If you clicked this article for its title, I’m sorry to disappoint you: I’m not writing a Lord of the Rings spin-off based around the Middle-earth adventures of Smeagol’s hobbit cousins. What I am going to do is walk you through how I turned my github profile’s timeline into a working Game of Life that updates daily. So fill up your wizard pipe and join me on this programming adventure!

Here are screenshots of the first few iterations of the final product:

Gliding away through the github feed.

Cligol

The first step on my journey was forging cligol (command-line interface Game of Life), a small C script in charge of churning out the simulations at our request. I don’t usually program C, so I took a page out of Mary Shelley’s doctor’s book and created a little monster out of many corpses I found online.

The trunk of it all comes from a mix between Rosetta Code and this Code Review post. Tidied up for stylistic consistency and with some added storage and debugging capabilities, it ended up like so:

A truncated version of cligol’s main.c file.

The flow of our main function is relatively simple:

  1. Loads a board from a file or creates a new one if non-existent.
  2. Checks the arguments received.
  3. If the first argument, display, is not present or different to 1, we call the move method, which iterates through our grid and generates the results for the next turn of the game. If the display argument is set to one, it goes into the display_loop method, which handles the rendering of the board and controllable options, irrelevant for our current goal.
  4. Writes the new state of our game into a local file for storage.

So once we compile our script (gcc main.c -o cligol), we can call ./cligol to advance our game one turn at a time. The file data/board.txt will be created on the first run, and updated on each subsequent one.

I’ve tweaked the lifted code in order to add a config.h file, where we can set the board’s width, height and a pseudo-boolean flag to indicate whether our board should behave as a toroidal surface or not. This seemed like a nice addition, since the grid of github is pretty limited and our lifeforms would glide out of our 7 by 52 board rather quickly without it.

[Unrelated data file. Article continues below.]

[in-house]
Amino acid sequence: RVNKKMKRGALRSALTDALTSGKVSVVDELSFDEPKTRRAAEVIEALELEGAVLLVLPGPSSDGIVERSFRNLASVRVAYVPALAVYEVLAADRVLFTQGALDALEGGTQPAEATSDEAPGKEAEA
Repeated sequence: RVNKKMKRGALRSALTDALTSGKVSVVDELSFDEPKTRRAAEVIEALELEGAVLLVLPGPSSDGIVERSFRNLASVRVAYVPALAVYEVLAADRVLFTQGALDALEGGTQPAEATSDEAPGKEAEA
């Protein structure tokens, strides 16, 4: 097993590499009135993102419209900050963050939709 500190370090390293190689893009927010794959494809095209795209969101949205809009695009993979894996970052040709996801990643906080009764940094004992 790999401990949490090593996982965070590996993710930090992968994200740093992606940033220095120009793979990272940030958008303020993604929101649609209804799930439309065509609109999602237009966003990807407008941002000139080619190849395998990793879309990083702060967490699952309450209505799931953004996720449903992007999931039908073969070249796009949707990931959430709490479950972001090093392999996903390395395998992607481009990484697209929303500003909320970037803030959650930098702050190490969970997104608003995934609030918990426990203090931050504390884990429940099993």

At this point, we have a working CLI program which will create and update a file with a format similar to the following:

0 0 0 0 0 0 1 0 0 0 0 0 0 0 0 0 0 0 0 0 0 0 0 0 0 0 0 0 0 0 0 0 1 1
0 0 1 0 0 0 0 0 0 0 0 0 0 0 0 0 0 0 0 0 1 0 0 0 0 0 0 0 0 0 0 0 0 0
0 0 1 0 0 0 0 0 0 0 0 0 0 0 0 0 0 0 0 0 0 1 1 0 0 0 0 0 0 0 0 0 0 0
0 0 1 0 0 0 0 0 0 0 0 0 0 1 0 0 0 0 0 0 1 1 0 0 0 0 0 0 0 0 0 0 0 0
0 0 0 0 0 0 0 0 0 0 0 0 1 0 1 0 0 0 0 0 0 0 0 0 0 0 0 0 0 0 0 0 0 0
0 0 0 0 0 0 0 0 0 0 0 0 1 0 1 0 0 0 0 0 0 0 0 0 0 0 0 0 0 0 0 0 0 0
0 0 0 0 0 0 1 0 0 0 0 0 0 1 0 0 0 0 0 1 1 0 0 0 0 0 0 0 0 0 0 0 0 0
0 0 0 0 0 1 0 1 0 0 0 0 0 0 0 0 0 0 0 1 1 0 0 0 0 0 0 0 0 0 0 0 0 1
0 0 0 0 0 1 0 1 0 0 0 0 0 0 0 0 0 0 0 0 0 0 0 0 0 0 0 0 0 0 0 1 0 1

Now it’s time to hack a long and dirty bash script that can turn this file’s contents into a beautiful, green-shaded grid in our github profile.

Gifeegol

Enter gifeegol (Github Feed Game of Life), our cligol-calling, file-reading, commit-spamming, default-branch-changing bash script. That description explains in a succinct manner the things our script will need to do, in the order they must be done:

  1. Call cligol to generate a new board, or iterate the existing one into the next turn.
  2. Read the contents of the updated file.
  3. Create a new branch in our repo.
  4. Start iterating through the grid, matching each cell to a particular date.
  5. Whenever the cell value equals one, write 50 commits authored on the matching date. If the value is zero, do nothing.
  6. Push our changes to the new branch.
  7. Patch our repository using github’s API to set the branch we just pushed as the default branch.

The script turned out to be simpler that I had conceived in the beginning, in great part thanks to bash’s date command: initially I was wrongly embarking myself on a path in which the date was handled in a more precarious and manual manner, that led to many lines and ugly code (it can still be seen in the first commits, for the curious).

To be able to run that last CURL request, we first need to generate a public access token from github, which can be easily done from github’s settings. Once we have our token, we can set up a cron to run the script daily, hourly or whenever you see it fit (replacing the $variables and /path/ accordingly):

0 0 * * * USERNAME=$username ACCESS_TOKEN=$token REPOSITORY=$repo /path/to/repo/move.sh

And that’s it, we have a working gifeegol at our disposal!

And back again

I don’t do a lot of bash scripting (and even less coding in C), so I’m sure my code is bug & bad practice ridden. I gladly welcome any and all feedback.

Thanks for reading my first post, I hope you’ve enjoyed it.

About me: I’m a full-stack web developer with over 7 years of experience, currently open to new opportunities. You can check my website for further reference or write directly to me at 1.lucasreta@gmail.com

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